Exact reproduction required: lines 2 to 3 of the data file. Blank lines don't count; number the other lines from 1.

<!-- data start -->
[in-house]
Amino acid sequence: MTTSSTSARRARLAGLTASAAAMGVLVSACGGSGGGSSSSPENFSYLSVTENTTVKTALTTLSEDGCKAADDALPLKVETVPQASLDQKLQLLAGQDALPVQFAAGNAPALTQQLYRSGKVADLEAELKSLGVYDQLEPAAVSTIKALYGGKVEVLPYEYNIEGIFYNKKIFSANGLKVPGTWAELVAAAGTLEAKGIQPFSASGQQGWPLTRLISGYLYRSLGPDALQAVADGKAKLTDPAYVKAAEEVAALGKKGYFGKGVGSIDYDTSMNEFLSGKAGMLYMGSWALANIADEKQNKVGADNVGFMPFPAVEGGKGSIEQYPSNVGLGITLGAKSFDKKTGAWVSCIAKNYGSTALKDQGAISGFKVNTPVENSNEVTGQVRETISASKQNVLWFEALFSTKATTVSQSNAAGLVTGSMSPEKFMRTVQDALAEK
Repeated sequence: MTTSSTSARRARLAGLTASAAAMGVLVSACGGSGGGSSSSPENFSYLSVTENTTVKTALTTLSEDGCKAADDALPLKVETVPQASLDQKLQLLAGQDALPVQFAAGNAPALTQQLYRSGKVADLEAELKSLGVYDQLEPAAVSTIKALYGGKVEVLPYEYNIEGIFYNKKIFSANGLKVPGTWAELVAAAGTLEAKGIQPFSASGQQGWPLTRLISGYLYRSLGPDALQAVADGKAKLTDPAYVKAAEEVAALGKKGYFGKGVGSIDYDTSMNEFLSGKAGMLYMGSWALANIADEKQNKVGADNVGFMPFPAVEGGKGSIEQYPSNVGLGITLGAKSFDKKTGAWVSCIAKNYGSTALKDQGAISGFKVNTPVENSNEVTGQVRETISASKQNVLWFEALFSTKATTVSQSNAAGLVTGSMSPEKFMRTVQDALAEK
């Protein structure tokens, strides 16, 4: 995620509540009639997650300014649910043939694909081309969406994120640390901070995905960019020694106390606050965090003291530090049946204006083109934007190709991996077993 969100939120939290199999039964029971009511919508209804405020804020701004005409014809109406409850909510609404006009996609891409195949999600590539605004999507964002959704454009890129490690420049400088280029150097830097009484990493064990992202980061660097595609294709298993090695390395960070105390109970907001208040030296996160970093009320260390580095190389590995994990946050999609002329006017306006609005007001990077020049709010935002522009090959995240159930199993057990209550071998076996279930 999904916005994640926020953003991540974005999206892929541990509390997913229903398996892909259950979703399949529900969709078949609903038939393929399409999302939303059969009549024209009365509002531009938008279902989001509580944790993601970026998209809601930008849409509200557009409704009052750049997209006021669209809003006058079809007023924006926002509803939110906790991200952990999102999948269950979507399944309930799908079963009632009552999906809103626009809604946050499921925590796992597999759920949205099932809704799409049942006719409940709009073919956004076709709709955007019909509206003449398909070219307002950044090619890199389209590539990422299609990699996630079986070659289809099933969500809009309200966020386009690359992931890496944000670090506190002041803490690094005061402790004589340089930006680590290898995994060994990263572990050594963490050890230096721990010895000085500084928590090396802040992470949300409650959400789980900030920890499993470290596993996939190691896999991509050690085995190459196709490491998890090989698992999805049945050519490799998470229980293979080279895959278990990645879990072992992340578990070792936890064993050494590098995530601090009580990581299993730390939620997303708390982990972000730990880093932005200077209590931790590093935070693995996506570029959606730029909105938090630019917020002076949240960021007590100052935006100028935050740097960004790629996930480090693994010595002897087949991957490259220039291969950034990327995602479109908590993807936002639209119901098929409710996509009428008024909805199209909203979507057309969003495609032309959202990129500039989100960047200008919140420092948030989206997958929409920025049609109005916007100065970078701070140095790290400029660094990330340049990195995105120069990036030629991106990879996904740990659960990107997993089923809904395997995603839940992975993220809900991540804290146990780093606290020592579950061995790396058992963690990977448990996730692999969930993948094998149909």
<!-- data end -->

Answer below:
Amino acid sequence: MTTSSTSARRARLAGLTASAAAMGVLVSACGGSGGGSSSSPENFSYLSVTENTTVKTALTTLSEDGCKAADDALPLKVETVPQASLDQKLQLLAGQDALPVQFAAGNAPALTQQLYRSGKVADLEAELKSLGVYDQLEPAAVSTIKALYGGKVEVLPYEYNIEGIFYNKKIFSANGLKVPGTWAELVAAAGTLEAKGIQPFSASGQQGWPLTRLISGYLYRSLGPDALQAVADGKAKLTDPAYVKAAEEVAALGKKGYFGKGVGSIDYDTSMNEFLSGKAGMLYMGSWALANIADEKQNKVGADNVGFMPFPAVEGGKGSIEQYPSNVGLGITLGAKSFDKKTGAWVSCIAKNYGSTALKDQGAISGFKVNTPVENSNEVTGQVRETISASKQNVLWFEALFSTKATTVSQSNAAGLVTGSMSPEKFMRTVQDALAEK
Repeated sequence: MTTSSTSARRARLAGLTASAAAMGVLVSACGGSGGGSSSSPENFSYLSVTENTTVKTALTTLSEDGCKAADDALPLKVETVPQASLDQKLQLLAGQDALPVQFAAGNAPALTQQLYRSGKVADLEAELKSLGVYDQLEPAAVSTIKALYGGKVEVLPYEYNIEGIFYNKKIFSANGLKVPGTWAELVAAAGTLEAKGIQPFSASGQQGWPLTRLISGYLYRSLGPDALQAVADGKAKLTDPAYVKAAEEVAALGKKGYFGKGVGSIDYDTSMNEFLSGKAGMLYMGSWALANIADEKQNKVGADNVGFMPFPAVEGGKGSIEQYPSNVGLGITLGAKSFDKKTGAWVSCIAKNYGSTALKDQGAISGFKVNTPVENSNEVTGQVRETISASKQNVLWFEALFSTKATTVSQSNAAGLVTGSMSPEKFMRTVQDALAEK